Poverty Point: Six huge earthmounds and six enormous concentric earth rings characterize the enigmatic Archaic period town of Poverty Point, formerly accessible only by boat from the Mississippi. The site is carbon dated to 2400 BC, with the big mounds made around 1500 BC. It is one of the largest, and oldest centers of civilization on Earth. Jean Hunt, then President of the Louisiana Mounds Society, wrote in 1993 in Ancient American Magazine that “the Poverty Point archaeologist or curator talked about traces of large “spots” of copper on the surface, which he thought might have represented places where raw copper from the Michigan mines was placed while awaiting trans-shipment”. Dexter and Martin (America’s Ancient Stone Relics) report that Mitchell Hillman, Assistant Curator for the Louisiana Office of State Parks, has found spots of copper on the surface both north and south of Poverty Point, for a distance of five to fifteen miles, on both sides of the river. Researcher Daniel Wood, in another Ancient American article, “Bronze Age Michigan”, describes a 20’x50’ Torch Lake (Keweenaw) pit found to contain 20 tons of carbonate of copper, dated c.1800 BC. Other pits were discovered as far east as Sault Ste Marie, and others in southern Wisconsin. Early in 2006, a magnetic gradiometry study done at Poverty Point by Mike Hargrave and Burley Clay shows large dark spots that were described as metal “hits” (see Rocks & Rows).

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Black Olmecs Likely Were West Africans

By John J. White, III

Originally published in The Midwestern Epigraphic Journal Volume 16

 

Reporting and interest in ancient history is rather ethnocentric. The shortage of authors with Black African heritage leads to an understatement of Black African participation in Cultural Diffusion to the Americas. The leading contributor by far is Professor Ivan Van Sertima, who wrote the inspiring book They Came Before Columbus. He reports Mandinga Nubian and Egyptian travelers to ancient America in his many books.

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West Africans Traded in the Caribbean Basin Before Columbus According to Van Sertima

By, John J White, III

Originally Published in The Midwestern Epigraphic Society Newsletter Volume 25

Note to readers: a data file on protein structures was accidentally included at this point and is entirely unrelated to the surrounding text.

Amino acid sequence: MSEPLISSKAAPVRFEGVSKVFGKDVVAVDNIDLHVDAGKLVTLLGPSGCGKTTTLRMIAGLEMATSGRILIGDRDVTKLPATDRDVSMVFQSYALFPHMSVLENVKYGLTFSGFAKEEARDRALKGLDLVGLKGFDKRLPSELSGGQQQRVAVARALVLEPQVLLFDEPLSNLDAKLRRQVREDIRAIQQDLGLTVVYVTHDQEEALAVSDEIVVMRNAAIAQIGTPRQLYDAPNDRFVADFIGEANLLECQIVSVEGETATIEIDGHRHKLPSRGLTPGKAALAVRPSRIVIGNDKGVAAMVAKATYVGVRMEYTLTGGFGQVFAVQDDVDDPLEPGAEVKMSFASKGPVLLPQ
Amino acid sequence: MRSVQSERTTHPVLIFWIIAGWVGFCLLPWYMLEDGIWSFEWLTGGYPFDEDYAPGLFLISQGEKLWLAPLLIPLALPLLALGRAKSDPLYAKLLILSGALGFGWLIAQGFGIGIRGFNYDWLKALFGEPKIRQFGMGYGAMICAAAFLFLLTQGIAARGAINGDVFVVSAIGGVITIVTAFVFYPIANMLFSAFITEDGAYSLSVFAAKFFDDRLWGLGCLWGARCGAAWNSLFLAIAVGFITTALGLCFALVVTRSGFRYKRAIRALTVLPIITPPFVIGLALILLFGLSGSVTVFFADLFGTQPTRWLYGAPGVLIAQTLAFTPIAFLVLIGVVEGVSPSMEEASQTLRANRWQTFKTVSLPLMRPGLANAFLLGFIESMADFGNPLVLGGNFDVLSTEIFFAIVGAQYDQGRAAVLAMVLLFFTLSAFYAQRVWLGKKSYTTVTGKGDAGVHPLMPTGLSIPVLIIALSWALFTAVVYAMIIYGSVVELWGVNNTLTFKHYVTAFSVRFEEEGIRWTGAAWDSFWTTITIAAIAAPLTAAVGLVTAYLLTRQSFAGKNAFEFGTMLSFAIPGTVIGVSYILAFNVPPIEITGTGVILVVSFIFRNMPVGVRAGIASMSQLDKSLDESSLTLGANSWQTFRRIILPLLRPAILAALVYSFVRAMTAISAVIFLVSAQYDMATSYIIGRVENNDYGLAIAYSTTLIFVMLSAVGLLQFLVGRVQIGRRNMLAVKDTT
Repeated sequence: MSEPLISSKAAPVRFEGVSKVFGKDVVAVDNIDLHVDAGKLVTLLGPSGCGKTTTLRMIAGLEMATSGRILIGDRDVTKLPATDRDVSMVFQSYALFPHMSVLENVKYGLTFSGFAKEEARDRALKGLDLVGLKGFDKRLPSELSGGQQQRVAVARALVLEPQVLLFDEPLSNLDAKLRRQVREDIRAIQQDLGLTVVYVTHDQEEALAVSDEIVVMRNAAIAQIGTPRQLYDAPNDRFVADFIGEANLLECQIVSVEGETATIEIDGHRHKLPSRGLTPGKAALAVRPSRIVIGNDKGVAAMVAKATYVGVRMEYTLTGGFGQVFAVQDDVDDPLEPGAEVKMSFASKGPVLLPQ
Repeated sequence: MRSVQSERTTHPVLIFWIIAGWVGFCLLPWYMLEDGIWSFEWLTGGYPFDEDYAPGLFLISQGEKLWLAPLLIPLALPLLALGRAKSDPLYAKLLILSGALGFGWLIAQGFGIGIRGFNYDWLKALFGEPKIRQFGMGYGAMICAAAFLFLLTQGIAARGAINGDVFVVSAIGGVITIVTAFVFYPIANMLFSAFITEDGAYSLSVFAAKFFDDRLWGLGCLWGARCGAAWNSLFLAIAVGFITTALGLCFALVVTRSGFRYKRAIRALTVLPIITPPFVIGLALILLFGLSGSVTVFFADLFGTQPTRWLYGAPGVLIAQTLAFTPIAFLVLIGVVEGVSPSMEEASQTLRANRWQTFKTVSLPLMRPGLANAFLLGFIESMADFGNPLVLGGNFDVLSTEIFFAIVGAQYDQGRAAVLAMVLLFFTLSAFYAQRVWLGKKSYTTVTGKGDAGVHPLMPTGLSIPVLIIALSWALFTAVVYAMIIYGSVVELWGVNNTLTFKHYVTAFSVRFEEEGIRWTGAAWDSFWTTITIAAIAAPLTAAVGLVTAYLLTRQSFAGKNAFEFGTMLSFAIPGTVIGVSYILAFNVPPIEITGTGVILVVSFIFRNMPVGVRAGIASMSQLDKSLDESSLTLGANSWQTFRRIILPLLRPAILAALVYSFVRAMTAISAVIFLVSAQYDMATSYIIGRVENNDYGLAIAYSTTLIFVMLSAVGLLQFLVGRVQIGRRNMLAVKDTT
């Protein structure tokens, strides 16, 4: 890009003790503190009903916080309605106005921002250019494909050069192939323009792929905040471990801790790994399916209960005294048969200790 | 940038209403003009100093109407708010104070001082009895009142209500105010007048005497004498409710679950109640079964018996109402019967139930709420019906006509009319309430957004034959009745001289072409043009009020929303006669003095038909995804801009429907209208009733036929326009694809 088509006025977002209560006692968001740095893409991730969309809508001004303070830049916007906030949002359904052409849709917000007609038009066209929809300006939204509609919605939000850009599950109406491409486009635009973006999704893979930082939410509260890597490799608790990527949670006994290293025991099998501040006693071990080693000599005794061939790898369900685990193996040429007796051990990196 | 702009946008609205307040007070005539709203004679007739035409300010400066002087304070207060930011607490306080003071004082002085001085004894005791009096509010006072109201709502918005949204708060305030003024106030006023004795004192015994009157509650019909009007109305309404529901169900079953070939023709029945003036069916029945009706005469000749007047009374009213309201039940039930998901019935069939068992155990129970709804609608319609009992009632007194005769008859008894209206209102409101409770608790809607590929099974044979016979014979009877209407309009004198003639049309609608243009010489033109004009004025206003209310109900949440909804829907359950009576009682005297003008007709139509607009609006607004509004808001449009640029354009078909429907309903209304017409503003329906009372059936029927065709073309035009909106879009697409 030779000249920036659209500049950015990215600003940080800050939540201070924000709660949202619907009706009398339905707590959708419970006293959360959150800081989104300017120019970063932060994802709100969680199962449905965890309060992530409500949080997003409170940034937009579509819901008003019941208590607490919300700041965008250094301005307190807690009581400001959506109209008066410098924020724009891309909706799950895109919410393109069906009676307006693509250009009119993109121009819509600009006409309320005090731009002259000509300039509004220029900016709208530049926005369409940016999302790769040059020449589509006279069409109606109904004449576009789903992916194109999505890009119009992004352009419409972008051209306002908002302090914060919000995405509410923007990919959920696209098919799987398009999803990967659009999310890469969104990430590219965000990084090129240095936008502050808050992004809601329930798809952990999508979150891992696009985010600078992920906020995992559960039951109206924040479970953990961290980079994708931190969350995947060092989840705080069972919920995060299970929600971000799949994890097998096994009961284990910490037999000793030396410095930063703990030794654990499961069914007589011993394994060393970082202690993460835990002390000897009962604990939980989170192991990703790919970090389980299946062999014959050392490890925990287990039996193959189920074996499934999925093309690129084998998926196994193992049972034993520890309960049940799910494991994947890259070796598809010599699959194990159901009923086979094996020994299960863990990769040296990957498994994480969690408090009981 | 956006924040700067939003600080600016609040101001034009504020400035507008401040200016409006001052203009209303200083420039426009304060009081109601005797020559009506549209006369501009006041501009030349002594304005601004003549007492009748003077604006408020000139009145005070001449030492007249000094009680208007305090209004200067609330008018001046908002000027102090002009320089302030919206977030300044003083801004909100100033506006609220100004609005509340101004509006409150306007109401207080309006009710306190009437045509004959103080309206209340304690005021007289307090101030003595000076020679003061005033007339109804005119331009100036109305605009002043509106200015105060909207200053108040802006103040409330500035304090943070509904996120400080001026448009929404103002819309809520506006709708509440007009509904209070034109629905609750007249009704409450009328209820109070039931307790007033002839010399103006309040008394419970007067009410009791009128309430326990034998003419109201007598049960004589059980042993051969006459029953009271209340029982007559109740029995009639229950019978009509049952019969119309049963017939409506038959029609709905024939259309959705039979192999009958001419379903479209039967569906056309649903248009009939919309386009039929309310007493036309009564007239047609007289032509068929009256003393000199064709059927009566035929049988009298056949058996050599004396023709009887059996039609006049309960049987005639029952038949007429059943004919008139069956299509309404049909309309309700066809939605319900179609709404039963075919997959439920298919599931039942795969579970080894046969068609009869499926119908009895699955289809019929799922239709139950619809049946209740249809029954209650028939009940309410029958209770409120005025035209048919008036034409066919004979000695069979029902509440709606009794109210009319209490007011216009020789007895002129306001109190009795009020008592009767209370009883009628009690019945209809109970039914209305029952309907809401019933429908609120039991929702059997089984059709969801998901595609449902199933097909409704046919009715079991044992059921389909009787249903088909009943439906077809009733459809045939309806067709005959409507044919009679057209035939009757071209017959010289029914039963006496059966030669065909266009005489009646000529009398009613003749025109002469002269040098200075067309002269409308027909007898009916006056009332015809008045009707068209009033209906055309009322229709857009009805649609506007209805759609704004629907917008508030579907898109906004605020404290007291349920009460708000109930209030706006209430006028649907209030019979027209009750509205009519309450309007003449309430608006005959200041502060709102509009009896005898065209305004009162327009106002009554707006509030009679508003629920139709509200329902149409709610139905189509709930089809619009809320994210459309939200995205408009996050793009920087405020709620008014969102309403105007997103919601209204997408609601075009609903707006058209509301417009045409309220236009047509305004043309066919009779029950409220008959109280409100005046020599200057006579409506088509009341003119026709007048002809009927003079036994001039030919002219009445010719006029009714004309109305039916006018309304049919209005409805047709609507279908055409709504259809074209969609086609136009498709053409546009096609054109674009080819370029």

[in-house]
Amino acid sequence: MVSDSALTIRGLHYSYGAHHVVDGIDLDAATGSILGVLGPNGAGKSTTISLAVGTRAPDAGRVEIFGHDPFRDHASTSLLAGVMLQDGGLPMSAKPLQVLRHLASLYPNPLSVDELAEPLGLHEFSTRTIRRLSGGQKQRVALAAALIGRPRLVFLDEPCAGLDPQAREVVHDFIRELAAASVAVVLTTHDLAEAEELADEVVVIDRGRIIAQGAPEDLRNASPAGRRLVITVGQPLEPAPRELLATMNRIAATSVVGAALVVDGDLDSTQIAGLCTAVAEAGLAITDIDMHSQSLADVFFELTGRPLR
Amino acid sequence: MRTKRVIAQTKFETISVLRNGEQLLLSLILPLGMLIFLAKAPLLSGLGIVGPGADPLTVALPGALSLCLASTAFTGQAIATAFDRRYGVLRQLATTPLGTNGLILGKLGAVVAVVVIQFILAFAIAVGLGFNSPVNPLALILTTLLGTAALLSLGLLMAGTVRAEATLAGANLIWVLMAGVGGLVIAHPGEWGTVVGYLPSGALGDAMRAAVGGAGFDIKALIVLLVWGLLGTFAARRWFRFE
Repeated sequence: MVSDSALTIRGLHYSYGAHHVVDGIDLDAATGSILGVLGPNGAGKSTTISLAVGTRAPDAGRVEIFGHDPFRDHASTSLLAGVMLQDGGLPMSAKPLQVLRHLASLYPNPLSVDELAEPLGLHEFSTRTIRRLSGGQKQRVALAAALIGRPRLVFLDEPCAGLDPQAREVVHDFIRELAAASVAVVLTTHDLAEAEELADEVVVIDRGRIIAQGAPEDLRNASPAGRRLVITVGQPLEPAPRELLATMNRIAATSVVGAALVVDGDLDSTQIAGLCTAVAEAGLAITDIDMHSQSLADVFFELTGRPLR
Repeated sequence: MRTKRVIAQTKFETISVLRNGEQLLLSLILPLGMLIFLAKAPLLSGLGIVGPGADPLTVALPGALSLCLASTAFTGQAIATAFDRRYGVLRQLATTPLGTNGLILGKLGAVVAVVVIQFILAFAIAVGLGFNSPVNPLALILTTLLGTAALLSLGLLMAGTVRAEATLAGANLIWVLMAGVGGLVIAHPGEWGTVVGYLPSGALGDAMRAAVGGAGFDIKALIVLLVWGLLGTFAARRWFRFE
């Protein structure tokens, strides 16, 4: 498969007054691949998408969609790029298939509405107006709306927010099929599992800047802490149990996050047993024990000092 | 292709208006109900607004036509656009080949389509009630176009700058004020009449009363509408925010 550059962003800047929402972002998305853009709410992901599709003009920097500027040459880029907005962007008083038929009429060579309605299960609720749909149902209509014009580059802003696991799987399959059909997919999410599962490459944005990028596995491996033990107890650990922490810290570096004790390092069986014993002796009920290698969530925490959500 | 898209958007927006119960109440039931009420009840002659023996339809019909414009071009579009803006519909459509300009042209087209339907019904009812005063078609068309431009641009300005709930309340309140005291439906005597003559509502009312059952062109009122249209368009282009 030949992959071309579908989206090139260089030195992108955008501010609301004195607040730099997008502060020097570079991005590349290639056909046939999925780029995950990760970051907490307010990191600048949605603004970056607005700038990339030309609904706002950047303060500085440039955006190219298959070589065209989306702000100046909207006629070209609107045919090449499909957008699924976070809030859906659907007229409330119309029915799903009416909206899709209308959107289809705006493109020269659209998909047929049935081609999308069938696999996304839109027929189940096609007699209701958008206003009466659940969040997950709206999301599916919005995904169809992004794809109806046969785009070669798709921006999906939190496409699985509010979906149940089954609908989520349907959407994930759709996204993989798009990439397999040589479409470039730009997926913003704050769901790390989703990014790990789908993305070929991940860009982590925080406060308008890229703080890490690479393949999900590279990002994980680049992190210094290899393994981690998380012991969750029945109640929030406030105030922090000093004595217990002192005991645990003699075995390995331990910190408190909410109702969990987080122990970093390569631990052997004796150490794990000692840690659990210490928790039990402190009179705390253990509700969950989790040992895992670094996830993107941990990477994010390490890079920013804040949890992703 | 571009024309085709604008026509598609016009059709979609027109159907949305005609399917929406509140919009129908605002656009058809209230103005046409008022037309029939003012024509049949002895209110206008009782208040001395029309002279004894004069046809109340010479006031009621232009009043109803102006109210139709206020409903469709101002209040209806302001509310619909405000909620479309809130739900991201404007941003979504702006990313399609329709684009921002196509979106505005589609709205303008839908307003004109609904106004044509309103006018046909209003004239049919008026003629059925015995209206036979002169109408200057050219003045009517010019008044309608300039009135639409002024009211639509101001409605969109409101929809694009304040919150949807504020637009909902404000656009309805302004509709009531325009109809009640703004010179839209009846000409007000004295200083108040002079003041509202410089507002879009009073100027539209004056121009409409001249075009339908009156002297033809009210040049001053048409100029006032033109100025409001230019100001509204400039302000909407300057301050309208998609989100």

Ivan Van Sertima and Barry Fell made major impacts on the ancient history establishment in 1976 when they published their famous books. The MES joined forces with Barry Fell in 1983 and soon acquired the eastern Kentucky Ogham sites as a primary interest. The question of looking into the findings of Ivan Van Sertima, Thor Heyerdahl, George Carter, Clyde Keeler, or many others could not be given a large share of the precious energy available. With the passing of Victor Moseley before the Kentucky work was finished, the MES was responsive only to new opportunities that were easily acquired. These were Joe Mahan (ISAC), Cyclone Covey, Ethel Stewart, Zena Halpern, and Russell Burrows (Burrows Cave) plus some notable locals like Hu McCulloch, Bill Conner, Victor Kachur, and Ken Zimmerman.

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Mahan, Covey, and Stewart had interest in Asia (Native American origins) Fell was the expert on Polynesia and North Africa and there was little American interest in sub-Saharan Africa, except for Van Sertima and his impressive underlying Journal of African Civilizations. Fell gave some attention to Van Sertima, but as fortune would have it, there appeared more dividends to be reaped but responding to South African experts, such as Raymond Dart and Credo Mutwa. The reports of African faces on Burrows Cave artifacts (allegedly Carthaginian sailors) was the first MES contribution to African history. The current author has made additional small efforts in recent years.